Did you know that there as many as 300 different recognized species of octopuses in the world? Out of them, the ones you have most commonly heard about are both the Caribbean Octopuses, Algae Octopus, Atlantic Pygmy Octopus, Bimac Octopus, etc.
Although Octopuses are rarely kept as pets, if you’ve ever seen a pet octopus in somebody’s home, it is most likely one of the above-mentioned species.
But have you ever heard of Flapjack Octopus? Never? Let us refresh your memory a bit. Have you watched the popular animated movie, “Finding Nemo”?
At the beginning of the movie, Nemo has a classmate named “Pearl”, an adorable, pink-colored octopus with round, blue eyes. This octopus was designed by artist Andrew Stanton to be a Flapjack Octopus. The image of Pearl must’ve given you a rough idea of what Flapjack Octopuses look like.
In this article, we will tell you everything you need to know about the Flapjack Octopus, beginning from how they were named and ending with some interesting facts about them.
Flapjack Octopus: at a glance
To begin with, let us take a look at the table given below to know more about the background, nature, and physical specifications of the Flapjack Octopus.
|Average mantle length
|20 cm (7.9 inches)
|Eastern Pacific Ocean
How was the Flapjack Octopus named?
In 1949, the species of the Flapjack Octopus was first discovered by Samuel Stillman Berry. Berry was an American marine zoologist specializing in cephalopods who passed away in 1984.
While their scientific name is Opisthoteuthis Californiana, Stephanie Bush insists on changing it to “Opisthoteuthis Adorabilis” due to their adorable appearance. Bush is a postdoctoral researcher at the Monterey Bay Aquarium Research Institute, California, and has been working with the species for quite a while now.
As far as their common name is concerned, the Flapjack Octopus has been named so due to its ability to flatten itself out so thin that it appears like a pancake or a flapjack.
What does the Flapjack Octopus look like?
If you divide all the species of octopuses into different categories according to their size, the Flapjack Octopus will belong to the group of small octopuses. While the average size of octopuses ranges between 12 to 36 inches, the Flapjack Octopus has a mantle length of merely 7 inches.
The body of the Flapjack Octopus is shaped more or less like an egg and is spongy and gelatinous in texture. These octopuses have a transparent-looking skin and are found in three different colors: red, pinkish, and yellow-orangish.
Flapjack Octopuses have prominent eyes that are larger than the other octopus species. Their eyes are shaped like a kidney and bulge out of the socket like the eyes of the bovine animals. Due to their bulgy eyes, most aquatic animals can find their staring face quite intimidating.
On the top of their mantles, right above their eyes, the Flapjack Octopus has two flappy structures. To most people, these might appear like ears, but they are actually fins. Not all the octopus species have fins. Therefore, the fins of the Flapjack Octopus distinguish it from the other octopus species.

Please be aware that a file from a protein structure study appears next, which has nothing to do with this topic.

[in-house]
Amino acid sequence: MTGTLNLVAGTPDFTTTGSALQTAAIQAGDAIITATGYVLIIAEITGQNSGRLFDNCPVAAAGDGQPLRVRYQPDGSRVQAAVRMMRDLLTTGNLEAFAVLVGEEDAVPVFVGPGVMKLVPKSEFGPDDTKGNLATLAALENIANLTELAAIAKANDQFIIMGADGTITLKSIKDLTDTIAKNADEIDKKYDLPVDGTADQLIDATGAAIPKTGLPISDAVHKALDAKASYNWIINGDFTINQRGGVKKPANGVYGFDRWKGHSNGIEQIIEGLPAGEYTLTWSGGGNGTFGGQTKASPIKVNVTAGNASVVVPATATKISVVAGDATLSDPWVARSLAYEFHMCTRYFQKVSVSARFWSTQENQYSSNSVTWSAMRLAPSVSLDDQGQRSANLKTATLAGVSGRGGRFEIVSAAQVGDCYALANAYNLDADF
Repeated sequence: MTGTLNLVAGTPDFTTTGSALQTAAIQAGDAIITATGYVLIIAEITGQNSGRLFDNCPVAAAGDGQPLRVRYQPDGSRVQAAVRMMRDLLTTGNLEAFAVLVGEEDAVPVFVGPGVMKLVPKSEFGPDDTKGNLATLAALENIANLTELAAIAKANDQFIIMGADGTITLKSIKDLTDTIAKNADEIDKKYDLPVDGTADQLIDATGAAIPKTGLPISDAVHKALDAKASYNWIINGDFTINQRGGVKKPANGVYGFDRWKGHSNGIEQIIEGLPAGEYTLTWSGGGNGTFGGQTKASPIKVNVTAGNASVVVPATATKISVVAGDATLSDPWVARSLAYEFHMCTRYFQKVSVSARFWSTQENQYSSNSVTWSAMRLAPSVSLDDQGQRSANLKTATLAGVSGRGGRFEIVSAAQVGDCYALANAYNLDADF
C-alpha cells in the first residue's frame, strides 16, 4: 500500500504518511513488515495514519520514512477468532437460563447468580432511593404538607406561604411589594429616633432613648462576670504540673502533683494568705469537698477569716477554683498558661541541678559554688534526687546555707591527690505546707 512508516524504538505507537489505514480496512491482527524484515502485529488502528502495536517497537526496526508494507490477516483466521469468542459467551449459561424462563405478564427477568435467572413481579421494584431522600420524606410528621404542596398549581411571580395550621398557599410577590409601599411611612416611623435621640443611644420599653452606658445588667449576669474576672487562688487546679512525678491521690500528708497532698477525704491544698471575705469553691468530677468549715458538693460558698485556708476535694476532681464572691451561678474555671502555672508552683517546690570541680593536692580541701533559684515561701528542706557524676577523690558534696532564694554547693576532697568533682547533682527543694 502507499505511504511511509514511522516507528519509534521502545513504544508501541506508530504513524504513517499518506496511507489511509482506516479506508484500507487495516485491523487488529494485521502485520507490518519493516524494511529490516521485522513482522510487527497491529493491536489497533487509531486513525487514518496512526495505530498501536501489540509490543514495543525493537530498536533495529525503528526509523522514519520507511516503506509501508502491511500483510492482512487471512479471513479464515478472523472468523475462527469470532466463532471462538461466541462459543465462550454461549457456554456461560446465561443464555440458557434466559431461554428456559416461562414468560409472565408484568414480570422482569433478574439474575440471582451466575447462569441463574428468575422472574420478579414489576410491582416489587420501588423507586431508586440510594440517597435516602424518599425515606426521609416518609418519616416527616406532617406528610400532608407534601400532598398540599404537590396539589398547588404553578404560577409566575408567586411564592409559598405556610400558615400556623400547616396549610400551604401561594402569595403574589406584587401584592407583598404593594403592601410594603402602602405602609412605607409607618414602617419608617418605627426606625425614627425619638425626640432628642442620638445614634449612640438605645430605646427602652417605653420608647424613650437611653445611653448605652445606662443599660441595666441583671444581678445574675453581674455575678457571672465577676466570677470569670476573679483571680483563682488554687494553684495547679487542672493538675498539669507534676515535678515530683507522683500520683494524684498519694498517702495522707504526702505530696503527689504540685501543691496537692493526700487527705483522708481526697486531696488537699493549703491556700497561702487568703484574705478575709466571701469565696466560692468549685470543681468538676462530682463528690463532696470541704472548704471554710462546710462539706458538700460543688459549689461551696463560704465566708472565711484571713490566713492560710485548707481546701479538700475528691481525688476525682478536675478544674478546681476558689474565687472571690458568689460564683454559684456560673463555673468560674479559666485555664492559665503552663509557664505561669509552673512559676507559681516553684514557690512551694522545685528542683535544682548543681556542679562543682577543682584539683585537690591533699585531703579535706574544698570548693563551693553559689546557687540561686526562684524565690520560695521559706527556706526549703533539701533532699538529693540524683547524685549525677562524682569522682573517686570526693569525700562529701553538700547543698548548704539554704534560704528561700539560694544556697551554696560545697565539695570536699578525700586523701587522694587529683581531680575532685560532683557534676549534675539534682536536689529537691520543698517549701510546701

Moreover, the Flapjack Octopus doesn’t have an ink sac, which is a common feature in most of the other coleoidea (cuttlefish, octopus, and squids). The ink sacs in octopuses are located near digestive systems.
The sac is filled with ink, which they eject with a burst of water whenever they feel threatened by a predator. The liquid blinds the predator temporarily and gives the octopus time to swim away safely.
Like the other finned octopus species, the Flapjack Octopus also has a single row of suckers on each of its tentacles. The male Flapjack Octopuses are slightly larger in size than their female partners.
Flapjack Octopus belongs to the Umbrella Octopus family
Just like the Dumbo Octopus, the Flapjack Octopus also belongs to the family of Umbrella Octopus. Umbrella octopuses have been named so because of their umbrella-like appearance during any kind of movement.
Unlike other octopuses, these octopuses have a thin, web-like skin which joins each of their tentacles to the other at the edge. Thus, when they spread their tentacles out, they appear to be like an umbrella.
If you look at a Flapjack Octopus swimming from afar, it might look like an umbrella or a parachute floating in the ocean to you.
Where does the Flapjack Octopus live?
The Flapjack Octopus loves to live in the depth of the ocean, where there is very little light. While the new-born octopuses live 200 meters below the sea level, the adult ones like to go much deeper. Their habitat ranges between the depth of 500-1500 meters.
Although the Flapjack Octopus can swim, they like to stay close to the ground of the sea in order to have easy access to food.
Like we mentioned earlier, the species of Flapjack Octopuses are understudied. This is why it is difficult to be accurate about their whereabouts.